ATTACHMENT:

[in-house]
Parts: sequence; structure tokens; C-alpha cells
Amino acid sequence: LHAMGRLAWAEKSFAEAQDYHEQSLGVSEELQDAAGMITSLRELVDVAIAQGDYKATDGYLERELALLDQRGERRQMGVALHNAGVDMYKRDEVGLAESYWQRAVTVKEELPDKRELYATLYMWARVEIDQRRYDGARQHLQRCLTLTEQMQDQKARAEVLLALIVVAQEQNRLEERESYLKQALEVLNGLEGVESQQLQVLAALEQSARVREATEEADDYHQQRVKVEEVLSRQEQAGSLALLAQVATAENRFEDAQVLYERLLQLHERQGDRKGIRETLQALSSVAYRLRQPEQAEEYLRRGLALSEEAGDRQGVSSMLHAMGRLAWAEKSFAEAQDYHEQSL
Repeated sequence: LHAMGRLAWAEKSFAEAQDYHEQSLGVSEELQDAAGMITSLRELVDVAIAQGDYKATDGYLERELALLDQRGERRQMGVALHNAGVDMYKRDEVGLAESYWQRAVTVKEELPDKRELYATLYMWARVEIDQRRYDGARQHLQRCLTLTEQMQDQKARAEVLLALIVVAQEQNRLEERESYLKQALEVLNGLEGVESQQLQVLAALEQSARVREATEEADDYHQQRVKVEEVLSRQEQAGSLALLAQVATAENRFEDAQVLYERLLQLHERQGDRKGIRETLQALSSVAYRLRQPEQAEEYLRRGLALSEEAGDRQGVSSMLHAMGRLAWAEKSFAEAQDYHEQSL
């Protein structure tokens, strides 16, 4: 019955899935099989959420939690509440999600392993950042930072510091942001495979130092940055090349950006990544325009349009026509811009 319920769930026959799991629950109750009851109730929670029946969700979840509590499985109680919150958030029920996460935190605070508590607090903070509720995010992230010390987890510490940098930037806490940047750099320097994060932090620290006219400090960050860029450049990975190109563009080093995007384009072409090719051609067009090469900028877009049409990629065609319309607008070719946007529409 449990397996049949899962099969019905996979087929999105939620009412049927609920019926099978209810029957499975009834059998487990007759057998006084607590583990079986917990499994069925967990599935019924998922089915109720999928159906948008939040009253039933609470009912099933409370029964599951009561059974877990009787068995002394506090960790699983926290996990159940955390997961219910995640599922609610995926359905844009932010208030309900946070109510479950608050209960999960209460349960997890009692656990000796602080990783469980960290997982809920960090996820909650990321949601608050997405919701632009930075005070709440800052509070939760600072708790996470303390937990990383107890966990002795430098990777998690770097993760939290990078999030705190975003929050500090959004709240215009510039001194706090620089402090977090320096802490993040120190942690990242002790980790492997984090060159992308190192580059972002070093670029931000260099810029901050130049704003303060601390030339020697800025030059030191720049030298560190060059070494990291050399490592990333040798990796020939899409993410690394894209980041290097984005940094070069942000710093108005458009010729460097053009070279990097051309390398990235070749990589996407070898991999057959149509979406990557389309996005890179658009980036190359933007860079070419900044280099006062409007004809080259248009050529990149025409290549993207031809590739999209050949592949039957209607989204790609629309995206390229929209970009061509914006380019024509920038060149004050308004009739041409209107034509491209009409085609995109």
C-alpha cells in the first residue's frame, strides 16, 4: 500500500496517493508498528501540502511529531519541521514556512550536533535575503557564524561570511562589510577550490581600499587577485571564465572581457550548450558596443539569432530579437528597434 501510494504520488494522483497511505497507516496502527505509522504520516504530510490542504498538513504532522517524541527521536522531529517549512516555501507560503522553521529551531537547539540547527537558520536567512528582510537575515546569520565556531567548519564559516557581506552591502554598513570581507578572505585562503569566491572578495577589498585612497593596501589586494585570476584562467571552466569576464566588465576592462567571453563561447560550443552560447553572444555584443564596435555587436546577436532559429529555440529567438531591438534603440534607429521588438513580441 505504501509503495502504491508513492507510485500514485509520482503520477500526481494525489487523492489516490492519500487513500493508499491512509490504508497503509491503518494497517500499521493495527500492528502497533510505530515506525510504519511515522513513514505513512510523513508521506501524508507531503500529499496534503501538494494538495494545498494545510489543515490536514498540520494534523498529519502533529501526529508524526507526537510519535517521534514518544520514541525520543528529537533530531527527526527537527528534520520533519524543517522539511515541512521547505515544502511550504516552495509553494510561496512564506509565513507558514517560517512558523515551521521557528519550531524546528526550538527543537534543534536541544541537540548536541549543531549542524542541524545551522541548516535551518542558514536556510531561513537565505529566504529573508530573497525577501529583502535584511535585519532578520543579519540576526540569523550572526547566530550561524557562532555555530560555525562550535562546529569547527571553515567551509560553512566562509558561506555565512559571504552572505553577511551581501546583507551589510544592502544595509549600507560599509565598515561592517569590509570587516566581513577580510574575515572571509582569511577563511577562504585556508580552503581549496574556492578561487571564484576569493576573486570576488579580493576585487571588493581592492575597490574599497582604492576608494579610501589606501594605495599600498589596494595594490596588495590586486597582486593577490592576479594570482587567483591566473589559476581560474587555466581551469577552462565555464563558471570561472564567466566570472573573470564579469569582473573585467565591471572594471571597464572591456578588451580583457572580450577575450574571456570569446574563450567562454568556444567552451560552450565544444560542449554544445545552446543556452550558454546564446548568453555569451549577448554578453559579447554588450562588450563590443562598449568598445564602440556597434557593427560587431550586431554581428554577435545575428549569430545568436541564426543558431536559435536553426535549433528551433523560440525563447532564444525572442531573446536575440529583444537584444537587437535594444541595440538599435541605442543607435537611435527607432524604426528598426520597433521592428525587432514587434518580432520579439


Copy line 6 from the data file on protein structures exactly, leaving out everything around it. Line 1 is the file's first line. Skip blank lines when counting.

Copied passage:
C-alpha cells in the first residue's frame, strides 16, 4: 500500500496517493508498528501540502511529531519541521514556512550536533535575503557564524561570511562589510577550490581600499587577485571564465572581457550548450558596443539569432530579437528597434 501510494504520488494522483497511505497507516496502527505509522504520516504530510490542504498538513504532522517524541527521536522531529517549512516555501507560503522553521529551531537547539540547527537558520536567512528582510537575515546569520565556531567548519564559516557581506552591502554598513570581507578572505585562503569566491572578495577589498585612497593596501589586494585570476584562467571552466569576464566588465576592462567571453563561447560550443552560447553572444555584443564596435555587436546577436532559429529555440529567438531591438534603440534607429521588438513580441 505504501509503495502504491508513492507510485500514485509520482503520477500526481494525489487523492489516490492519500487513500493508499491512509490504508497503509491503518494497517500499521493495527500492528502497533510505530515506525510504519511515522513513514505513512510523513508521506501524508507531503500529499496534503501538494494538495494545498494545510489543515490536514498540520494534523498529519502533529501526529508524526507526537510519535517521534514518544520514541525520543528529537533530531527527526527537527528534520520533519524543517522539511515541512521547505515544502511550504516552495509553494510561496512564506509565513507558514517560517512558523515551521521557528519550531524546528526550538527543537534543534536541544541537540548536541549543531549542524542541524545551522541548516535551518542558514536556510531561513537565505529566504529573508530573497525577501529583502535584511535585519532578520543579519540576526540569523550572526547566530550561524557562532555555530560555525562550535562546529569547527571553515567551509560553512566562509558561506555565512559571504552572505553577511551581501546583507551589510544592502544595509549600507560599509565598515561592517569590509570587516566581513577580510574575515572571509582569511577563511577562504585556508580552503581549496574556492578561487571564484576569493576573486570576488579580493576585487571588493581592492575597490574599497582604492576608494579610501589606501594605495599600498589596494595594490596588495590586486597582486593577490592576479594570482587567483591566473589559476581560474587555466581551469577552462565555464563558471570561472564567466566570472573573470564579469569582473573585467565591471572594471571597464572591456578588451580583457572580450577575450574571456570569446574563450567562454568556444567552451560552450565544444560542449554544445545552446543556452550558454546564446548568453555569451549577448554578453559579447554588450562588450563590443562598449568598445564602440556597434557593427560587431550586431554581428554577435545575428549569430545568436541564426543558431536559435536553426535549433528551433523560440525563447532564444525572442531573446536575440529583444537584444537587437535594444541595440538599435541605442543607435537611435527607432524604426528598426520597433521592428525587432514587434518580432520579439